November 18, 2013 — Vol. 29 No. 38
Idaho State University graduate Robert Mahon recently received the top award for the Inaugural US Geological Survey/Geological Society of America Best Student Geologic Map Competition held at the 125th anniversary Geological Society of America Annual Meeting in Denver.
The award was given for his mapping project titled, "Geologic Map of the Saddle Peak Hills 7.5' quadrangle, Death Valley National Park, San Bernardino County, California" that was completed as part of Mahon's Master of Science degree at ISU. He is currently attending the University of Wyoming and completing a doctoral degree in geosciences.
"The Death Valley region is a geological mecca and a great resource for future geologists," said Mahon, who came to ISU from Missoula, Mont. "Winning this award was very exciting and it was unexpected. I thought that I did not stand a chance."
The competition is open to all students at any level of their academic career who have created a geologic map through recent field work. Along with being publicly recognized at the meeting, winning students will receive field tools such as a Brunton Compass or rock hammer, and will be given the opportunity to publish their map in the student edition of the Journal of Maps.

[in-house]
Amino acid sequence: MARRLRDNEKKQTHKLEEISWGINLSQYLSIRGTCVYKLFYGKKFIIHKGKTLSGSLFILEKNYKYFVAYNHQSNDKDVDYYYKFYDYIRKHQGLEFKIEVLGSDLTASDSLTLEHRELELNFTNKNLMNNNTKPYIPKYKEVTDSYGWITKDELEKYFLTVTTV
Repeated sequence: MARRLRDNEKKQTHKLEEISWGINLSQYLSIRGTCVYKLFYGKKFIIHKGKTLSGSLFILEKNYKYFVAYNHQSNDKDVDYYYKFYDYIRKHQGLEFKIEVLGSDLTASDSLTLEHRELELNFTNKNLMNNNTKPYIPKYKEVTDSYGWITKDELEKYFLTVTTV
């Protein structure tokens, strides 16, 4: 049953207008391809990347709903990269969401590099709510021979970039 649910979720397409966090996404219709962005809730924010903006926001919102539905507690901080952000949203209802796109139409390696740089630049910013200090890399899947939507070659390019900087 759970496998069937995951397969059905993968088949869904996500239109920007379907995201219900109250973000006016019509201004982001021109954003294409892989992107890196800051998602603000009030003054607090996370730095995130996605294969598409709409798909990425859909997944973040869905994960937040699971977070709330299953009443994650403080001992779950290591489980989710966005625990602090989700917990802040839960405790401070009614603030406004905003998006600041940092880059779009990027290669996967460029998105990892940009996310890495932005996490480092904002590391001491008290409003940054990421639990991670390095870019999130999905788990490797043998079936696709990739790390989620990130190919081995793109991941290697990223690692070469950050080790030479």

"Robert was an exceptionally detailed student," said Paul Link, professor of the Department of Geosciences. "He was very self-motivated and wrote for 10 different grants in which we received seven. I believe the reason he won the award was because he put his map into ArcGIS (digital mapping software) and mastered the geology and technology aspect of mapping. Geological mapping is one of ISU Geology's greatest strengths, and we have received funding for nearly 20 years. This shows our department makes quality maps with quality students."
This event is hosted by The U.S. Geological Survey (USGS) and the National Cooperative Geologic Mapping Program (NCGMP) in partnership with The Geological Society of America (GSA), GSA Foundation, Association of American State Geologists (AASG), American Geosciences Institute (AGI), American Institute of Professional Geologists (AIPG), and the Journal of Maps. This event is being cross-promoted by the American Geosciences Institute as part of "Geologic Map Day" for the 2013 "Mapping Your World" Earth Science Week.
For more information visit www.geosociety.org.